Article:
Adequate zinc intake may reduce the risk of toxicity due to chronically high doses of Lathyrus sativus seeds.
This information is based on a systematic review of scientific literature edited and peer-reviewed by contributors to the Natural Standard Research Collaboration (www.naturalstandard.com).
Natural Standard developed the above evidence-based information based on a thorough systematic review of the available scientific articles. For comprehensive information about alternative and complementary therapies on the professional level, go to www.naturalstandard.com. Selected references are listed below.
Anton Girones M, de la Hoz CB, Munoz MT, et al. Occupational rhinoconjunctivitis and asthma by exposure to Lathyrus sativus flour. Allergol Immunopathol (Madr.) 2005;33(6):326-328. View Abstract
Bell EA. Nonprotein amino acids of plants: significance in medicine, nutrition, and agriculture. J Agric Food Chem 5-7-2003;51(10):2854-2865. View Abstract
Carod-Artal FJ. [Neurological syndromes linked with the intake of plants and fungi containing a toxic component (I). Neurotoxic syndromes caused by the ingestion of plants, seeds and fruits]. Rev Neurol 5-1-2003;36(9):860-871. View Abstract
Conn HO, Rossle M, Levy L, et al. Portosystemic myelopathy: spastic paraparesis after portosystemic shunting. Scand J Gastroenterol 2006;41(5):619-625. View Abstract
Getahun H, Lambein F, Van der SP. ABO blood groups, grass pea preparation, and neurolathyrism in Ethiopia. Trans R Soc Trop Med Hyg 2002;96(6):700-703. View Abstract
Getahun H, Lambein F, Vanhoorne M, et al. Food-aid cereals to reduce neurolathyrism related to grass-pea preparations during famine. Lancet 11-29-2003;362(9398):1808-1810. View Abstract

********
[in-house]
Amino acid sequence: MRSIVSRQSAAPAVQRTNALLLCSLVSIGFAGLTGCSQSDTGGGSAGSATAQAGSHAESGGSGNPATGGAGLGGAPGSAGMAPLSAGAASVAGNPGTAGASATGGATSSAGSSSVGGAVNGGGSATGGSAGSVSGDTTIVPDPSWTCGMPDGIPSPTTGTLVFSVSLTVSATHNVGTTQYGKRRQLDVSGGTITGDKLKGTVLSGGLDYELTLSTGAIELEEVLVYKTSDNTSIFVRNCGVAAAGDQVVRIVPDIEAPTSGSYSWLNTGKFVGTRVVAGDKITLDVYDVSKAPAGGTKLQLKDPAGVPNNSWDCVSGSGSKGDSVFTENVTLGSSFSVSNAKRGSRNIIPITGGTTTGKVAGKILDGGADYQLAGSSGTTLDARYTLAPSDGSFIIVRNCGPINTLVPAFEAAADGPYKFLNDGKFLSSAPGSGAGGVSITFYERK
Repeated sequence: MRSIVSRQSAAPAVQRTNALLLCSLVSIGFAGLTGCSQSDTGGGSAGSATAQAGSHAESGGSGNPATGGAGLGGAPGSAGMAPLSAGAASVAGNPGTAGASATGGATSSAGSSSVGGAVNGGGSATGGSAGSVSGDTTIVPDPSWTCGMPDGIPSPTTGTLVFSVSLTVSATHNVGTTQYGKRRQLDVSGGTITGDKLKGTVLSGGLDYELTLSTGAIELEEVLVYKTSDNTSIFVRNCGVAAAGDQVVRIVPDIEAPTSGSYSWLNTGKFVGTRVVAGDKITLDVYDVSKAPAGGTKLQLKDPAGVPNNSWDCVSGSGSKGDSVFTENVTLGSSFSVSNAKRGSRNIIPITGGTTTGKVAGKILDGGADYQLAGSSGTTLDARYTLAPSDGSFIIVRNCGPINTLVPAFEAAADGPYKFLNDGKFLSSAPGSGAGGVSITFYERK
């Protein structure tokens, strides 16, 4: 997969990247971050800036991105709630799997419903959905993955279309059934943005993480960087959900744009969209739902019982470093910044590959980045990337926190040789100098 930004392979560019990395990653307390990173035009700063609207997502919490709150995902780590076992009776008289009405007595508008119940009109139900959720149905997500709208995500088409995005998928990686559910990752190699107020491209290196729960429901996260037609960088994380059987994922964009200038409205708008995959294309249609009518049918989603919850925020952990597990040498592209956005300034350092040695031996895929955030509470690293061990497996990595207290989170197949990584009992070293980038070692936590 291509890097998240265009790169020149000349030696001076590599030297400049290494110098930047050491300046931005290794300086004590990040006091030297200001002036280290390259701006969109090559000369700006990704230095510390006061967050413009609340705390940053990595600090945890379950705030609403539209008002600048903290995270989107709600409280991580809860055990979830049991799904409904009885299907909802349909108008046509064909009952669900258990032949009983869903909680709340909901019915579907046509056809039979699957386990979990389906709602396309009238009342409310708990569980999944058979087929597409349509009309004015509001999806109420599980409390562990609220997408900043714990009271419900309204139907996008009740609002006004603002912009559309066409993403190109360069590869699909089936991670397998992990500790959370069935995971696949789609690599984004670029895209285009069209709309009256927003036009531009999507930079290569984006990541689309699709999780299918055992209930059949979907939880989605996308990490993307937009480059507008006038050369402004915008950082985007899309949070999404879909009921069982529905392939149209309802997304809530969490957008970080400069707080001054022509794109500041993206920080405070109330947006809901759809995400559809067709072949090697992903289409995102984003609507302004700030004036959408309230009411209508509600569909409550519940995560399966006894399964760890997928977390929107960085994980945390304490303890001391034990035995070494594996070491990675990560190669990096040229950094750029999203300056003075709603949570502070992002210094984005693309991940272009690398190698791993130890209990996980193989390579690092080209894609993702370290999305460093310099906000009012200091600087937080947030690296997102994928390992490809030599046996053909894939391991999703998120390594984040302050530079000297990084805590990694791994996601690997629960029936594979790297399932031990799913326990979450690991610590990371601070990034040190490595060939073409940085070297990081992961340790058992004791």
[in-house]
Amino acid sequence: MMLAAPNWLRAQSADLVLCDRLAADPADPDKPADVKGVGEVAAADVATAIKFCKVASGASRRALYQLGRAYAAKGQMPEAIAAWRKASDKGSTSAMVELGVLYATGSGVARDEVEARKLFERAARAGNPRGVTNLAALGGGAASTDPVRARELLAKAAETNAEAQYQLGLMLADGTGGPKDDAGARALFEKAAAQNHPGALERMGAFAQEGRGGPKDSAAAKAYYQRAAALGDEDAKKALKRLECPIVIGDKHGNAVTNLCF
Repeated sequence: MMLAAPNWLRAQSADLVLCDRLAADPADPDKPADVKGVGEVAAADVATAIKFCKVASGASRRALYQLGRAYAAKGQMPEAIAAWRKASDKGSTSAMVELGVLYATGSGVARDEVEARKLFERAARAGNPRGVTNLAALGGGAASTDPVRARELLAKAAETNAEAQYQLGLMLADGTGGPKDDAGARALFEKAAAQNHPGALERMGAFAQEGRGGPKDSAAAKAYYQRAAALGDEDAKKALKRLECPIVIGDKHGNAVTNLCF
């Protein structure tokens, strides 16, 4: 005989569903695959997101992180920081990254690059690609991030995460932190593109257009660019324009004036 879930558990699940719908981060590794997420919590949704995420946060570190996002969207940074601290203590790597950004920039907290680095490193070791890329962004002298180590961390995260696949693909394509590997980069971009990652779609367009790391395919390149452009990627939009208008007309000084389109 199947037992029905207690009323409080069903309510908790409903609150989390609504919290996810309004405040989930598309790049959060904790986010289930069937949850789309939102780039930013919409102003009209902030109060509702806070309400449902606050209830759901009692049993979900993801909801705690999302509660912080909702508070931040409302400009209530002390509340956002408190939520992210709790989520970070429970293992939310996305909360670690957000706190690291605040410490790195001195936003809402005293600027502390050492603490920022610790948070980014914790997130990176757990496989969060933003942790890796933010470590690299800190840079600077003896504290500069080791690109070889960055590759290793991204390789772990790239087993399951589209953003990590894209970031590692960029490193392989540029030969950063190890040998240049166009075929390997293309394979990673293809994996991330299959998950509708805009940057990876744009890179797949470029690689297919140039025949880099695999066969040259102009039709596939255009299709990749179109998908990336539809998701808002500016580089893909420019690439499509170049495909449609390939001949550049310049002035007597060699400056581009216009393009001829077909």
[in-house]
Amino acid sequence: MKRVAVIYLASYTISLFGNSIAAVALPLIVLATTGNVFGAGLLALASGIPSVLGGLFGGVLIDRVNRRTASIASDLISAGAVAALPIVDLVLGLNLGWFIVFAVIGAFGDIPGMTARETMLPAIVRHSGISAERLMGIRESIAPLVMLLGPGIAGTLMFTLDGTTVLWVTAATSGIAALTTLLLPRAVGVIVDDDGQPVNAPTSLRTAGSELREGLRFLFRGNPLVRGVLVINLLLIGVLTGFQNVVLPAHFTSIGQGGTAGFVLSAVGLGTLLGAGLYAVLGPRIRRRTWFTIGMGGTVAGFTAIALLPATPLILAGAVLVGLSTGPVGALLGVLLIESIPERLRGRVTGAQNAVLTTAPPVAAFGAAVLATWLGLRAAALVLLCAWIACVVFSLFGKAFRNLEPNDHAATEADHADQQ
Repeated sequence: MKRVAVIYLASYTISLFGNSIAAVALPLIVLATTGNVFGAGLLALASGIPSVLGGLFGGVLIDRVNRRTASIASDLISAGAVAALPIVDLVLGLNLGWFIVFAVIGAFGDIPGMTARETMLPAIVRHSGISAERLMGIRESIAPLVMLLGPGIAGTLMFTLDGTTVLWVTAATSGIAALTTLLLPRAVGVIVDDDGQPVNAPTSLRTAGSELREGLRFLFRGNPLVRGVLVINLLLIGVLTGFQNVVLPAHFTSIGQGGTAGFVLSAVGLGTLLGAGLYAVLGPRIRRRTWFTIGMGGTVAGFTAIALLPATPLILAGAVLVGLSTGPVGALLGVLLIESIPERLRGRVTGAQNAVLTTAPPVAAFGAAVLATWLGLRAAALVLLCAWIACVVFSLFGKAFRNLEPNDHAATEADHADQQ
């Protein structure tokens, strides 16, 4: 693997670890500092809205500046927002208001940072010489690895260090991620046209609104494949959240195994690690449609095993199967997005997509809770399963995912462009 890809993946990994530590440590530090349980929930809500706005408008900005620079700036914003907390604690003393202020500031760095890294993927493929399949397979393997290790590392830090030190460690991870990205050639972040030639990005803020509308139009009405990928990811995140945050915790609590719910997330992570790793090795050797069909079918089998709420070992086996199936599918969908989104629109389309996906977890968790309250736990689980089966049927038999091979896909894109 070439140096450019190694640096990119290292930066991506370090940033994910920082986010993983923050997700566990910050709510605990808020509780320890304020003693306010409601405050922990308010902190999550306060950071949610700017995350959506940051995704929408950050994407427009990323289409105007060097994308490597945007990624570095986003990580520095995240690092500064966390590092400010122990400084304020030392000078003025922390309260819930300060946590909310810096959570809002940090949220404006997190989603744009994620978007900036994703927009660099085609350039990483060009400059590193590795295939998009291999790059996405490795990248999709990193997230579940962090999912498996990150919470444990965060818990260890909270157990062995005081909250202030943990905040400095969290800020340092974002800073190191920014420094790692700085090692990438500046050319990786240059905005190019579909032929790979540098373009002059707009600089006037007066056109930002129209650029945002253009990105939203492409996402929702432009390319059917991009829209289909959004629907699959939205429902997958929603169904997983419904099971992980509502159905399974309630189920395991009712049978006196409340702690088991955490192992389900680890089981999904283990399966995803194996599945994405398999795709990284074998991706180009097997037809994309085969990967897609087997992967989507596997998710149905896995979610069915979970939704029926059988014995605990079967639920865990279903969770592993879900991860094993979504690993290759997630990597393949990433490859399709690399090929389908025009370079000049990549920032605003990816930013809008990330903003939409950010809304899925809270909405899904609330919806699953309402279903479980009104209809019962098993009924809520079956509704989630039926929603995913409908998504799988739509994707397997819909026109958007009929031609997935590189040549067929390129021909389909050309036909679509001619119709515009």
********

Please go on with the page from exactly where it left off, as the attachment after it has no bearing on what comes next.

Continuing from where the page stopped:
Grela Eugeniusz R, Studzinski T, Winiarska A. Lathyrism in people and animals. Publication of the Polish Society of Veterinary Sciences 2000;56(9):558-562.
Lisiewska Z, Korus A, Kmiecik W. Changes in chemical composition during development of grass pea (Lathyrus sativus L.) seeds. Nahrung 2003;47(6):391-396. View Abstract
Melka A, Tekle-Haimanot R, Lambien F. Symptomatic treatment of neurolathyrism with tolperisone HCL (Mydocalm): a randomized double blind and placebo controlled drug trial. Ethiop Med J 1997;35(2):77-91. View Abstract
Porcel S, Leon F, Valero AM, et al. Occupational rhinitis and asthma by Lathyrus sativus flour: characterization of allergens. J Allergy Clin.Immunol 2001;107(4):743-744. View Abstract
Pratap Rudra MP, Singh MR, Junaid MA, et al. Metabolism of dietary ODAP in humans may be responsible for the low incidence of neurolathyrism. Clin Biochem 2004;37(4):318-322. View Abstract
Ravindranath V. Neurolathyrism: mitochondrial dysfunction in excitotoxicity mediated by L-beta-oxalyl aminoalanine. Neurochem Int 2002;40(6):505-509. View Abstract
Spencer PS. Food toxins, ampa receptors, and motor neuron diseases. Drug Metab Rev 1999;31(3):561-587. View Abstract
Warren BA, Patel SA, Nunn PB, et al. The Lathyrus excitotoxin beta-N-oxalyl-L-alpha,beta-diaminopropionic acid is a substrate of the L-cystine/L-glutamate exchanger system xc-. Toxicol Appl Pharmacol 10-15-2004;200(2):83-92. View Abstract
Yan ZY, Spencer PS, Li ZX, et al. Lathyrus sativus (grass pea) and its neurotoxin ODAP. Phytochemistry 2006;67(2):107-121. View Abstract
Copyright © 2013 Natural Standard (www.naturalstandard.com)
The information in this monograph is intended for informational purposes only, and is meant to help users better understand health concerns. Information is based on review of scientific research data, historical practice patterns, and clinical experience. This information should not be interpreted as specific medical advice. Users should consult with a qualified healthcare provider for specific questions regarding therapies, diagnosis and/or health conditions, prior to making therapeutic decisions.
March 22, 2017